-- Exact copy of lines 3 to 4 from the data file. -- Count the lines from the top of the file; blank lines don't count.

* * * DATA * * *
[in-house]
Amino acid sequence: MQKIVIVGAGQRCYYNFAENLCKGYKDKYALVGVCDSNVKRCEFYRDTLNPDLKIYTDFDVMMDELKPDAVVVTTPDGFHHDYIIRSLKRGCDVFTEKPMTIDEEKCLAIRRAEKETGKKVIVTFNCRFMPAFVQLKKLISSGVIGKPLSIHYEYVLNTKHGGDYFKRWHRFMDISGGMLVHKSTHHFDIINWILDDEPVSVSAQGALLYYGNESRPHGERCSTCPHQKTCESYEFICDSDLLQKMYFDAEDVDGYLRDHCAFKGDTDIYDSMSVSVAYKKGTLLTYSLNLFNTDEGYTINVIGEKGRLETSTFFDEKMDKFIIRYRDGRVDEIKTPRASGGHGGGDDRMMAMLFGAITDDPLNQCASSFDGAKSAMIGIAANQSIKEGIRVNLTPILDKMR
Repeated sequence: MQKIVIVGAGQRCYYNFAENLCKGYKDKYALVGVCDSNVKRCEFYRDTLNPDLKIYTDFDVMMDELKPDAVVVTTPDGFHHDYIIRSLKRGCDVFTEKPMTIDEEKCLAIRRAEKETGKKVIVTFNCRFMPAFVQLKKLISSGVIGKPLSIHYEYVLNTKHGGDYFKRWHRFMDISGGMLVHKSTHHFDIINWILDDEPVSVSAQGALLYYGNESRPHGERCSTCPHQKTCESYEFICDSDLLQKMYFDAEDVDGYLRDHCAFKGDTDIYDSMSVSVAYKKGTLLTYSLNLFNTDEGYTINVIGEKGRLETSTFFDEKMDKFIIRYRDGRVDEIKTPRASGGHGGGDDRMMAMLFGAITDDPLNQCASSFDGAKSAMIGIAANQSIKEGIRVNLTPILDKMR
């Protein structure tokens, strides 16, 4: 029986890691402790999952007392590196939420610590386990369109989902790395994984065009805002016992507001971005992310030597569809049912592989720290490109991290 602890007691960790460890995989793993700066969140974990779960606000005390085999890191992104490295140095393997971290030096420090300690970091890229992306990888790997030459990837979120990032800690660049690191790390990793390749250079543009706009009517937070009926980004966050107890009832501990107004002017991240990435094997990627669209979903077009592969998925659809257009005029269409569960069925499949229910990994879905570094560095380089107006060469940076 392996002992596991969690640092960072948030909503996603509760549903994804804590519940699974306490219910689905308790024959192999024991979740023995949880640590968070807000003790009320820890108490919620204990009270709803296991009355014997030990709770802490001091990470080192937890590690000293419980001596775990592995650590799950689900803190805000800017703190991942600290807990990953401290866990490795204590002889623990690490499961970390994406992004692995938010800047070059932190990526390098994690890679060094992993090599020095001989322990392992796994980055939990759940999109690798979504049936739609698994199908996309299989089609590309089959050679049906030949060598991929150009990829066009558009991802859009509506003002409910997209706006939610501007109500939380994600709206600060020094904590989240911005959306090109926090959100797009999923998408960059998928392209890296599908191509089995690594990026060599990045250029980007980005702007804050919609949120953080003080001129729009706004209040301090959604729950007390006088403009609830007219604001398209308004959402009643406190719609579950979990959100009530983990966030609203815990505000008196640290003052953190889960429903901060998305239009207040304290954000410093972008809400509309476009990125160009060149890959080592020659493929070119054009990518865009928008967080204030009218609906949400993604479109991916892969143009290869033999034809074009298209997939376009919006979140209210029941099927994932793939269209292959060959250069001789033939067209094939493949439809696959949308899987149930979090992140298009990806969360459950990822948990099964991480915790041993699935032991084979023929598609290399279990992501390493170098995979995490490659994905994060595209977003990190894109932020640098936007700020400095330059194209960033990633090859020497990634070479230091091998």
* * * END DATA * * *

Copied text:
Repeated sequence: MQKIVIVGAGQRCYYNFAENLCKGYKDKYALVGVCDSNVKRCEFYRDTLNPDLKIYTDFDVMMDELKPDAVVVTTPDGFHHDYIIRSLKRGCDVFTEKPMTIDEEKCLAIRRAEKETGKKVIVTFNCRFMPAFVQLKKLISSGVIGKPLSIHYEYVLNTKHGGDYFKRWHRFMDISGGMLVHKSTHHFDIINWILDDEPVSVSAQGALLYYGNESRPHGERCSTCPHQKTCESYEFICDSDLLQKMYFDAEDVDGYLRDHCAFKGDTDIYDSMSVSVAYKKGTLLTYSLNLFNTDEGYTINVIGEKGRLETSTFFDEKMDKFIIRYRDGRVDEIKTPRASGGHGGGDDRMMAMLFGAITDDPLNQCASSFDGAKSAMIGIAANQSIKEGIRVNLTPILDKMR
């Protein structure tokens, strides 16, 4: 029986890691402790999952007392590196939420610590386990369109989902790395994984065009805002016992507001971005992310030597569809049912592989720290490109991290 602890007691960790460890995989793993700066969140974990779960606000005390085999890191992104490295140095393997971290030096420090300690970091890229992306990888790997030459990837979120990032800690660049690191790390990793390749250079543009706009009517937070009926980004966050107890009832501990107004002017991240990435094997990627669209979903077009592969998925659809257009005029269409569960069925499949229910990994879905570094560095380089107006060469940076 392996002992596991969690640092960072948030909503996603509760549903994804804590519940699974306490219910689905308790024959192999024991979740023995949880640590968070807000003790009320820890108490919620204990009270709803296991009355014997030990709770802490001091990470080192937890590690000293419980001596775990592995650590799950689900803190805000800017703190991942600290807990990953401290866990490795204590002889623990690490499961970390994406992004692995938010800047070059932190990526390098994690890679060094992993090599020095001989322990392992796994980055939990759940999109690798979504049936739609698994199908996309299989089609590309089959050679049906030949060598991929150009990829066009558009991802859009509506003002409910997209706006939610501007109500939380994600709206600060020094904590989240911005959306090109926090959100797009999923998408960059998928392209890296599908191509089995690594990026060599990045250029980007980005702007804050919609949120953080003080001129729009706004209040301090959604729950007390006088403009609830007219604001398209308004959402009643406190719609579950979990959100009530983990966030609203815990505000008196640290003052953190889960429903901060998305239009207040304290954000410093972008809400509309476009990125160009060149890959080592020659493929070119054009990518865009928008967080204030009218609906949400993604479109991916892969143009290869033999034809074009298209997939376009919006979140209210029941099927994932793939269209292959060959250069001789033939067209094939493949439809696959949308899987149930979090992140298009990806969360459950990822948990099964991480915790041993699935032991084979023929598609290399279990992501390493170098995979995490490659994905994060595209977003990190894109932020640098936007700020400095330059194209960033990633090859020497990634070479230091091998």